In addition to using excellent examples of well-known organizations to make his points, he also used a few historical samples of powerful revolutions that galvanized communities, countries, and the world.
He suggests that we can all dig deeper than the core values or mission statements hanging in organization headquarters or above executive desks to discover our sacred values worth fighting for.
We are all allies in the sacred crusade to fight the Covid-19 pandemic, and combat racism around the world.
Where and how are you and others soldiers in your various communities bringing your wit and courage to act in these fights? How can and will you rally even more allies in these efforts?
Letting today’s quote really sink in can change your life.
Can you recall how many times, personally or professionally, you were reluctant to begin an activity or stopped your efforts too soon because your initial steps were awkward or challenging?
In such cases, we could consider the Biblical story of Job and his statement, “Man was born to toil.”
Going beyond any initial discomfort is fundamental to being productive and to the essential need for each of us to contribute and have a life of purpose.
Where and on what current matter would acknowledging that all beginnings are difficult provide you the needed courage, tenacity, and persistence to toil on to more fully realize your fullest potential and contribution to the world?
Unrelenting pain and deep sadness cannot fully express this dark period in human history.
This museum and the tragic story and inhumanity it conveys cannot be unlived. It is a brilliant and courageous reminder for all mankind of the importance of a “never again” stance against some global behaviors.
What are some of the big and small lessons that are part of your personal and professional history?
In what ways have these experiences provided you the courage to never travel these paths again?
“Just because you can’t keep up doesn’t mean you can’t show up.”
—Brendon Burchard, High Performance Author
Image from Unsplash by Mārtiņš Zemlickis
Striving for excellence is a powerful thing. It gives us all a sense of passion and purpose that is fundamental to living a happy, fulfilled life. There is, however, a dark side to the pursuit of excellence when we compare ourselves to others that have demonstrated superior skills and abilities.
In such cases, many of us don’t even bother suiting up and showing up to contribute our abilities and capacities for fear of looking bad and not keeping up.
Where and on what personal or professional issue is it time to summon the courage to show up and contribute your best, regardless of the outcome?
“I have gone ahead despite the pounding in the heart that says: Turn Back!”
—Erica Jong, American Novelist and Poet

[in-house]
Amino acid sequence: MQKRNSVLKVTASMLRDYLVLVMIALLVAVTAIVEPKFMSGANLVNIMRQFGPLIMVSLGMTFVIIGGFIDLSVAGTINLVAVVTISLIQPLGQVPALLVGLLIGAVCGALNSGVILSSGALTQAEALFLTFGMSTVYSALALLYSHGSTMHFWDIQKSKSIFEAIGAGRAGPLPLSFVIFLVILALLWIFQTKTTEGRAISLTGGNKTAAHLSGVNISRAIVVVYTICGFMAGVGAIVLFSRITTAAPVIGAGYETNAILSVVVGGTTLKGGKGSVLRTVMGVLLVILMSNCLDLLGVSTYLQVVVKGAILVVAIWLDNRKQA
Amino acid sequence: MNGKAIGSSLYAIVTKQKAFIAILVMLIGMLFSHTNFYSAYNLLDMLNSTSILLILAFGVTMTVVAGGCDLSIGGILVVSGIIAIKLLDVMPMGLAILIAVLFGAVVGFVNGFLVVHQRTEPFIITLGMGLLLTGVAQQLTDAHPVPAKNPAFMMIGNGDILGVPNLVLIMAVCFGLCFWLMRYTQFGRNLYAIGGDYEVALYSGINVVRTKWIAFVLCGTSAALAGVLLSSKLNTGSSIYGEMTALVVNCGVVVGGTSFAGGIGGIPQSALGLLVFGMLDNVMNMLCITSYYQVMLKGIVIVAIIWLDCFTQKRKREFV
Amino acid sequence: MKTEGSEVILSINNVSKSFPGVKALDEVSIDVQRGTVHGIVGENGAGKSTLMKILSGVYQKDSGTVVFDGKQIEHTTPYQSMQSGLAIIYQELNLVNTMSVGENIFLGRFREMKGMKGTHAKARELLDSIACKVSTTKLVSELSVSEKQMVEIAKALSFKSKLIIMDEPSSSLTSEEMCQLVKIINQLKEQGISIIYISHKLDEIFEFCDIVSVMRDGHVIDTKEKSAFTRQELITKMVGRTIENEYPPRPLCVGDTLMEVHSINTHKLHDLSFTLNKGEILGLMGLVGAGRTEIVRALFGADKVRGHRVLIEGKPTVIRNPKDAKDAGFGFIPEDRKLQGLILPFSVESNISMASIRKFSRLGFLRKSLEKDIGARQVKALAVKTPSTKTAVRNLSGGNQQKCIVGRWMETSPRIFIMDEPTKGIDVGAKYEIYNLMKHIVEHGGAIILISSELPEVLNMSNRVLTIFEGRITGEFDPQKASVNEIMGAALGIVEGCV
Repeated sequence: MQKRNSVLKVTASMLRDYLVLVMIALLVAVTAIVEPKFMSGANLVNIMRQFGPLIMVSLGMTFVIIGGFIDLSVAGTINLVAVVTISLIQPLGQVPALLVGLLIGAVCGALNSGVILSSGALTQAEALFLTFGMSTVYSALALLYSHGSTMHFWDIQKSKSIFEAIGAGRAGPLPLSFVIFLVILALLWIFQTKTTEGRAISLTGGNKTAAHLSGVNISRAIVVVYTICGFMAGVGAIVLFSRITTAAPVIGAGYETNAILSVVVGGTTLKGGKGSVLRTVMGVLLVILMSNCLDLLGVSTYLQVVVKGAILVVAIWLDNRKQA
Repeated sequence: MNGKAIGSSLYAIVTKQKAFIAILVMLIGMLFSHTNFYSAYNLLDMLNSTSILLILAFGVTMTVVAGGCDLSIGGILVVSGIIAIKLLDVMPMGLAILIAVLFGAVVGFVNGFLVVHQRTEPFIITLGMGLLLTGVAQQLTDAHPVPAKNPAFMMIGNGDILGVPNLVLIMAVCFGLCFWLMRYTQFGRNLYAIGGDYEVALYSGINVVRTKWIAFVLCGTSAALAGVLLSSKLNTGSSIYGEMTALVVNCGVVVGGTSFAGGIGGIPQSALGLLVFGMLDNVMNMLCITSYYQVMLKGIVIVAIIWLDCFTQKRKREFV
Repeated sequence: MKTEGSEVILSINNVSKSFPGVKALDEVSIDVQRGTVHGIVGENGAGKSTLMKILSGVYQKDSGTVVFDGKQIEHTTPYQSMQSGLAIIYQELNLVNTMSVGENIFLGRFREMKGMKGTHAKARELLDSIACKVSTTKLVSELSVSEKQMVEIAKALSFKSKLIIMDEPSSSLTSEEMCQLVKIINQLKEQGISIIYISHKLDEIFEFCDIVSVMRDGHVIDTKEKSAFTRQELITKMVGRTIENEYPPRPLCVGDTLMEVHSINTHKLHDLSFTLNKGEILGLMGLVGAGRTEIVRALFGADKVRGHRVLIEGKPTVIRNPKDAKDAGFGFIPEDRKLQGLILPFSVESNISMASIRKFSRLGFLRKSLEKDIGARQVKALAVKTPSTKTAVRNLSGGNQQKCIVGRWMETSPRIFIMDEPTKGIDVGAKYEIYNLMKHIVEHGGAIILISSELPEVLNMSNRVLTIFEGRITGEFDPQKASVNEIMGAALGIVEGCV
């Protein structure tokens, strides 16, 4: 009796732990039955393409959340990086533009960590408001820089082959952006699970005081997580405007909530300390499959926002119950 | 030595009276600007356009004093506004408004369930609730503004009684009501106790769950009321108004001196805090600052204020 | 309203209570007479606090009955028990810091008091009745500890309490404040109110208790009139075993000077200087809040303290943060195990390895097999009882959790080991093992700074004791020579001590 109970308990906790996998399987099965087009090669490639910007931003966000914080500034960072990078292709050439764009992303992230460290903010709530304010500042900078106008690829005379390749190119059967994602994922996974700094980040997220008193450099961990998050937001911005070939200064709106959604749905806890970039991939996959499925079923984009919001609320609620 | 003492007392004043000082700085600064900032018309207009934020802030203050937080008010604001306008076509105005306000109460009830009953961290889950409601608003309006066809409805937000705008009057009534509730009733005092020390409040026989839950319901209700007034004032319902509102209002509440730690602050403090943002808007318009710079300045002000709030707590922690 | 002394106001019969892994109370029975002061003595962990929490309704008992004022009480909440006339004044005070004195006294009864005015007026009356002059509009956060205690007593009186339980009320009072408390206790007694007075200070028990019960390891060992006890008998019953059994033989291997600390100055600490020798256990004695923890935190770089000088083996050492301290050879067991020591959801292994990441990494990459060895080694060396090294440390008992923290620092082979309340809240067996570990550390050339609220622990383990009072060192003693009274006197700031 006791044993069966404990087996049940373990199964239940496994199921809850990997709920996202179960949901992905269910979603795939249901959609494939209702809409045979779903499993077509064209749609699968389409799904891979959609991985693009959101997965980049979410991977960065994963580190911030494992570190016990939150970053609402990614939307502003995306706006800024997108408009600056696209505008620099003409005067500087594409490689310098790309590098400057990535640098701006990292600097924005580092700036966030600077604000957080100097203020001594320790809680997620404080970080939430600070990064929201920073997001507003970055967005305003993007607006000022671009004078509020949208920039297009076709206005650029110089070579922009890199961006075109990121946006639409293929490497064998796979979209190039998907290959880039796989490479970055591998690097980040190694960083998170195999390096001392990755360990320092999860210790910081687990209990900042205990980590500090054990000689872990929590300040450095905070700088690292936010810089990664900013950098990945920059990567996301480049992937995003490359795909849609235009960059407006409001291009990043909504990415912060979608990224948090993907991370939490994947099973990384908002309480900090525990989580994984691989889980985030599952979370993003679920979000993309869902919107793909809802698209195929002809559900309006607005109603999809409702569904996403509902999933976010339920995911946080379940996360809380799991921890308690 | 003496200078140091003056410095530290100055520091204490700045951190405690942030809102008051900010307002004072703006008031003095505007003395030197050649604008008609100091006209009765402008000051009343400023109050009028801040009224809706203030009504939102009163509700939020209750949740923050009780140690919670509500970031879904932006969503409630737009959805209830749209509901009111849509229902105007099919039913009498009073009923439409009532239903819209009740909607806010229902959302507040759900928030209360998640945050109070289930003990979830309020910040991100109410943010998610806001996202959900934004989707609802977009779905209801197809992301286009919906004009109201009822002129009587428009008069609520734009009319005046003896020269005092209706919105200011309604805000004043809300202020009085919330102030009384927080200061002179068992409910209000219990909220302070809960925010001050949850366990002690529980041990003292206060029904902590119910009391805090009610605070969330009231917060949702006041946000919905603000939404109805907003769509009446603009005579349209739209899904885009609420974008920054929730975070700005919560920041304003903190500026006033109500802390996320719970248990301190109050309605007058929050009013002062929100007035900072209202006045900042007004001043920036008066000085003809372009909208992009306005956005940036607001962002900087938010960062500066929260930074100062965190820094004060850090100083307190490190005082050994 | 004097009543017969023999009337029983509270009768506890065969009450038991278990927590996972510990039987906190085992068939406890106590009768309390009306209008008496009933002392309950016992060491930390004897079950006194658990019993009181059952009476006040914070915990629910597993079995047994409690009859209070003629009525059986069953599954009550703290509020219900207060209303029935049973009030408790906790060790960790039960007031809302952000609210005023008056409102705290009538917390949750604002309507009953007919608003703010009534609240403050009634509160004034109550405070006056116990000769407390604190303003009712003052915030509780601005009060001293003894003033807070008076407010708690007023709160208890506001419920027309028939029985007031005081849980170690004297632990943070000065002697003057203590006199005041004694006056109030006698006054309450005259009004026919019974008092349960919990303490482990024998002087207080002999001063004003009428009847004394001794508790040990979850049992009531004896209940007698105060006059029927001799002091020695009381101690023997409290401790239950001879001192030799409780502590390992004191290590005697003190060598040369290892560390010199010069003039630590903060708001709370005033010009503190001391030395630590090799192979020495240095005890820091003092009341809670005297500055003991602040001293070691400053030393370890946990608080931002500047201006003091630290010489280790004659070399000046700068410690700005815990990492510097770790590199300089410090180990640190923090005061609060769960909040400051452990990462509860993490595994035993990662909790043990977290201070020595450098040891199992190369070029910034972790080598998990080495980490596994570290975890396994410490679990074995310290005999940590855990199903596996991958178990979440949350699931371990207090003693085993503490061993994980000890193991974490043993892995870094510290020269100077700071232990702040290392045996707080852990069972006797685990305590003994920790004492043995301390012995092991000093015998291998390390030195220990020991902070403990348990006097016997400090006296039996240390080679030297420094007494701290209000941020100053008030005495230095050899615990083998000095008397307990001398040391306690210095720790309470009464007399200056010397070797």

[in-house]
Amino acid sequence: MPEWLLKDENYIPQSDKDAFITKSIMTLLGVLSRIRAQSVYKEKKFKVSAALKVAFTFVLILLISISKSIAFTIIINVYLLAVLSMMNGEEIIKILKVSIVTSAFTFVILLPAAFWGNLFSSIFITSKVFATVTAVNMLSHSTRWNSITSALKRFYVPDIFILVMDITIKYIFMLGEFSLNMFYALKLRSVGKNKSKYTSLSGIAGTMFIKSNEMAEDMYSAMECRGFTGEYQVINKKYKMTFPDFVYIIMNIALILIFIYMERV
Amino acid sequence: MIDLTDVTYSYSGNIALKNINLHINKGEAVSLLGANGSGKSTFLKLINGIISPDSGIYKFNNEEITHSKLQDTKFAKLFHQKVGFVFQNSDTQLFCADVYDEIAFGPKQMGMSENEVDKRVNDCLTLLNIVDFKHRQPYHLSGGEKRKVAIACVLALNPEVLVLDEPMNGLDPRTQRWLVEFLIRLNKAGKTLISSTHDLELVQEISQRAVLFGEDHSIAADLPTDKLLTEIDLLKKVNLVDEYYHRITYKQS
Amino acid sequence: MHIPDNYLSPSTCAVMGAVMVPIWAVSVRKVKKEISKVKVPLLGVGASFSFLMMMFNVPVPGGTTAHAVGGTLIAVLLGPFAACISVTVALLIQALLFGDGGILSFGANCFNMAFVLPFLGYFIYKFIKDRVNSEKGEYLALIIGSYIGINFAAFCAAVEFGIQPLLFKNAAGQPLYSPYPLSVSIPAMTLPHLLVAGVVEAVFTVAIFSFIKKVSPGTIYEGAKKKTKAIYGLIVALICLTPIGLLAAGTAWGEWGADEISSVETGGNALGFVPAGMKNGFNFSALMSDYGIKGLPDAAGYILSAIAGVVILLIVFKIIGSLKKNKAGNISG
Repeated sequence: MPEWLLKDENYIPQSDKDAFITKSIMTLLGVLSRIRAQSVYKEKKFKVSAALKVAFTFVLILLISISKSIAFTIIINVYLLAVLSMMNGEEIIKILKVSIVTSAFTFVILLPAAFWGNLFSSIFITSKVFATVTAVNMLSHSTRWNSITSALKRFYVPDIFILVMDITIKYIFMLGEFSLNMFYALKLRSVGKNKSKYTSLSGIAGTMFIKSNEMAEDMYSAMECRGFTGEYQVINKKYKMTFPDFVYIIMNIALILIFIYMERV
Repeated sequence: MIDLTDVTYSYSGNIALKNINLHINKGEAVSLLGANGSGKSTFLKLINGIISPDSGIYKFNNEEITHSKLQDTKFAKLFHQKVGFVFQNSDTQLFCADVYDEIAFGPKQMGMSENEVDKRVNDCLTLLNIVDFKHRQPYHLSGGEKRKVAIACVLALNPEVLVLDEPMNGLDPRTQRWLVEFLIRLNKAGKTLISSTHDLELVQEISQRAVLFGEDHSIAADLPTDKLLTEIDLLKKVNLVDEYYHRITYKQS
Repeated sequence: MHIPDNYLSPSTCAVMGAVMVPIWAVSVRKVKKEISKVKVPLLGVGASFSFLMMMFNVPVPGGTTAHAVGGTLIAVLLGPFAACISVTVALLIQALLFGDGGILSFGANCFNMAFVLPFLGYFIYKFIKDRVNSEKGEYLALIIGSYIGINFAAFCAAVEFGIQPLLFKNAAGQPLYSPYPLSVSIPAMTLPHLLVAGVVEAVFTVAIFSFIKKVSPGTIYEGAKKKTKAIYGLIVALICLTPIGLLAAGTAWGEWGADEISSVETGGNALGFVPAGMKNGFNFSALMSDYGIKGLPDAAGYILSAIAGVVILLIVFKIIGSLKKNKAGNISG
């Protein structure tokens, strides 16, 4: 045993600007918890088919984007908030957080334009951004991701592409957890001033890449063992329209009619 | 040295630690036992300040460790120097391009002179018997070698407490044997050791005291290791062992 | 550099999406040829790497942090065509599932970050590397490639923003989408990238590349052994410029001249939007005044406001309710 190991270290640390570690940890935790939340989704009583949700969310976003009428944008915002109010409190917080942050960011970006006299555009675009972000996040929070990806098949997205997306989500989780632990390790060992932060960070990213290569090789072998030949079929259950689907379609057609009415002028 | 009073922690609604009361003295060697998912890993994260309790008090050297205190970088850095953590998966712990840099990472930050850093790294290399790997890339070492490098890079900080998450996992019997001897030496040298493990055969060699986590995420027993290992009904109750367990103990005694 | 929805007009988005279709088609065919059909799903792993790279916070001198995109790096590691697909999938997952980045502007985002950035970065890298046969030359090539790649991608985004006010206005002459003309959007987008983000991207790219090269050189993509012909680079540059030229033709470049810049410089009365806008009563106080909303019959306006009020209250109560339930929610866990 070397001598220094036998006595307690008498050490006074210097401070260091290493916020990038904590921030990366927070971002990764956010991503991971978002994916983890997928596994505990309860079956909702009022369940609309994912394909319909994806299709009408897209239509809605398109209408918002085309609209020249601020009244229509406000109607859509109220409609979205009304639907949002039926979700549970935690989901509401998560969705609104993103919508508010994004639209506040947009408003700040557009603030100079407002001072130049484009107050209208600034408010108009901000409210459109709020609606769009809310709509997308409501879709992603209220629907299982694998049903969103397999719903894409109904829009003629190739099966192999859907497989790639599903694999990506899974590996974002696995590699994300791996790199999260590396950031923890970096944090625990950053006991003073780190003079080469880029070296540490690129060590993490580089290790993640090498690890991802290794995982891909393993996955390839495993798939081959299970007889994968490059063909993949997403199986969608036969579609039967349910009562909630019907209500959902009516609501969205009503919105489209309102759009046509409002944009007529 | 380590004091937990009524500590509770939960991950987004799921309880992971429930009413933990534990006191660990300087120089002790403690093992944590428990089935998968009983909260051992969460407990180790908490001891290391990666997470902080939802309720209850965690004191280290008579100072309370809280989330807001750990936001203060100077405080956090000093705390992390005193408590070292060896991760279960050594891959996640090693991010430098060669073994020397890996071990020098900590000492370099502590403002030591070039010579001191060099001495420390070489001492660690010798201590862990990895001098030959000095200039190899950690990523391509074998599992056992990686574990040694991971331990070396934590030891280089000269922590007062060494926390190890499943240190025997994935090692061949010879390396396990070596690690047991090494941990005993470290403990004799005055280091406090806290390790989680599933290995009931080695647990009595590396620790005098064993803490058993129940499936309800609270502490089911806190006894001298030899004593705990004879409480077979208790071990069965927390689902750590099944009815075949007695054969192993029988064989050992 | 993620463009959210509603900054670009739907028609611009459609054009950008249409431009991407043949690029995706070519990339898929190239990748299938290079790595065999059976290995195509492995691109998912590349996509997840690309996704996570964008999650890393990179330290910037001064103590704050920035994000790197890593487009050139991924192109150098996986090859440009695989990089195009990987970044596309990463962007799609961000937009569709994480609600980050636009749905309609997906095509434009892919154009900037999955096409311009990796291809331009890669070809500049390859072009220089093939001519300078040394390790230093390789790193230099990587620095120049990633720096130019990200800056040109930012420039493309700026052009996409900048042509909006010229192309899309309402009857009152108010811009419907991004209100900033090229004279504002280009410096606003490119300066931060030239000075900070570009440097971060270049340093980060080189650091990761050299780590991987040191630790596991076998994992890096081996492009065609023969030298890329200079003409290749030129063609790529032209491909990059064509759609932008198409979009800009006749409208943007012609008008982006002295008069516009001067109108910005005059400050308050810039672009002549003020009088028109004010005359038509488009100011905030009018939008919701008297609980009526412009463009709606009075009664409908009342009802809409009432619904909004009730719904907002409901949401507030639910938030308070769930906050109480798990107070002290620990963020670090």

Image from Unsplash by Jörg Angeli
The majority of people I know don’t normally consider themselves as particularly brave and courageous. Many might look at the amazing firefighters in California and say, “That’s not me” or “I could never do that.”
I’d like you to consider that you might be at least a bit more courageous than you give yourself credit for. Examine times in your personal or professional life in which you stepped up to a particular challenging, heart-pounding situation and moved forward through the fear. Your commitment was far bigger than your comfort.
Where and how can and will you use the signal of a pounding heart to step forward rather than back to more fully realize your most important and valued commitments?
In this show, famed adventurist and survivalist Bear Grylls takes top stars from the entertainment and sports worlds into the most remote and pristine locations in the world for a 48-hour journey of a lifetime.
Cast members face their deepest fears and tackle everything from wild animals to rock rappelling through some of the world’s most unforgiving wilderness.
We all face a wide variety of daily external obstacles that fall short of these life-threatening challenges. We also create many internal challenges that stop us in our tracks, as abruptly as if our lives were on the line.
Where are you currently your own worst enemy, or putting up your own internal barriers? What one courageous action can you take today to create a breakthrough in this area?
“Good ideas are not adopted automatically. They must be driven into practice with courageous patience.”
—Hyman Rickover, 20th Century U.S. Navy Admiral
How many good or even great ideas ever see the light of day and come to fruition? If you have ever participated in goal setting or strategic planning sessions, you clearly know the percentages are fairly low.
Consider the field of venture capital, and all those many start-up and Silicon Valley hopefuls. Even the popular Shark Tank TV show has a pretty modest scoreboard on which hopefuls hit it out of the park.
Perhaps it is due to a lack of courage and/or patience that many good ideas never come to pass.
Where would mobilizing your own courageous patience be the key to the adoption of more of your brightest ideas? How would greater courageous patience also be a key ingredient to a happier and more fulfilling life?